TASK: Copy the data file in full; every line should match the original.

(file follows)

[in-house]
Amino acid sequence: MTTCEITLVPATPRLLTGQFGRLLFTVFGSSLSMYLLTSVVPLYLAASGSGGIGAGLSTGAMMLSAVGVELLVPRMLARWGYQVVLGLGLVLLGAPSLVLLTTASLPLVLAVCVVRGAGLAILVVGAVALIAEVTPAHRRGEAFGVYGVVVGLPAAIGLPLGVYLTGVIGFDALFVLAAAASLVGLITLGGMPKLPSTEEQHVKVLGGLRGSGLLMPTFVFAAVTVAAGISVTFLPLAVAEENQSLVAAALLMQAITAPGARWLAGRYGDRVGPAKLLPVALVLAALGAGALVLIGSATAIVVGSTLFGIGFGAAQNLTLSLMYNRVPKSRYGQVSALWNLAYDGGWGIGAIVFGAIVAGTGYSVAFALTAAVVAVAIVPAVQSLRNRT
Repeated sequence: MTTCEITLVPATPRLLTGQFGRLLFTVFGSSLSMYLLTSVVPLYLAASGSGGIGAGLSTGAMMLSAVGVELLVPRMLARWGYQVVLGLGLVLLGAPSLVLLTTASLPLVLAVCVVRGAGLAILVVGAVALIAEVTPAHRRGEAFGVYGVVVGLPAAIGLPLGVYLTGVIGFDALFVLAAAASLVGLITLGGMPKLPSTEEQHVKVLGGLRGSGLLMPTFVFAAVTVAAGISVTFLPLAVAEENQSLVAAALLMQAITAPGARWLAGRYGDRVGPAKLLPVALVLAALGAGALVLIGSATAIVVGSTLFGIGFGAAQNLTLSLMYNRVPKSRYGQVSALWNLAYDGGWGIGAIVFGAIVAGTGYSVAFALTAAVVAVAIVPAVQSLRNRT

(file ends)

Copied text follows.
[in-house]
Amino acid sequence: MTTCEITLVPATPRLLTGQFGRLLFTVFGSSLSMYLLTSVVPLYLAASGSGGIGAGLSTGAMMLSAVGVELLVPRMLARWGYQVVLGLGLVLLGAPSLVLLTTASLPLVLAVCVVRGAGLAILVVGAVALIAEVTPAHRRGEAFGVYGVVVGLPAAIGLPLGVYLTGVIGFDALFVLAAAASLVGLITLGGMPKLPSTEEQHVKVLGGLRGSGLLMPTFVFAAVTVAAGISVTFLPLAVAEENQSLVAAALLMQAITAPGARWLAGRYGDRVGPAKLLPVALVLAALGAGALVLIGSATAIVVGSTLFGIGFGAAQNLTLSLMYNRVPKSRYGQVSALWNLAYDGGWGIGAIVFGAIVAGTGYSVAFALTAAVVAVAIVPAVQSLRNRT
Repeated sequence: MTTCEITLVPATPRLLTGQFGRLLFTVFGSSLSMYLLTSVVPLYLAASGSGGIGAGLSTGAMMLSAVGVELLVPRMLARWGYQVVLGLGLVLLGAPSLVLLTTASLPLVLAVCVVRGAGLAILVVGAVALIAEVTPAHRRGEAFGVYGVVVGLPAAIGLPLGVYLTGVIGFDALFVLAAAASLVGLITLGGMPKLPSTEEQHVKVLGGLRGSGLLMPTFVFAAVTVAAGISVTFLPLAVAEENQSLVAAALLMQAITAPGARWLAGRYGDRVGPAKLLPVALVLAALGAGALVLIGSATAIVVGSTLFGIGFGAAQNLTLSLMYNRVPKSRYGQVSALWNLAYDGGWGIGAIVFGAIVAGTGYSVAFALTAAVVAVAIVPAVQSLRNRT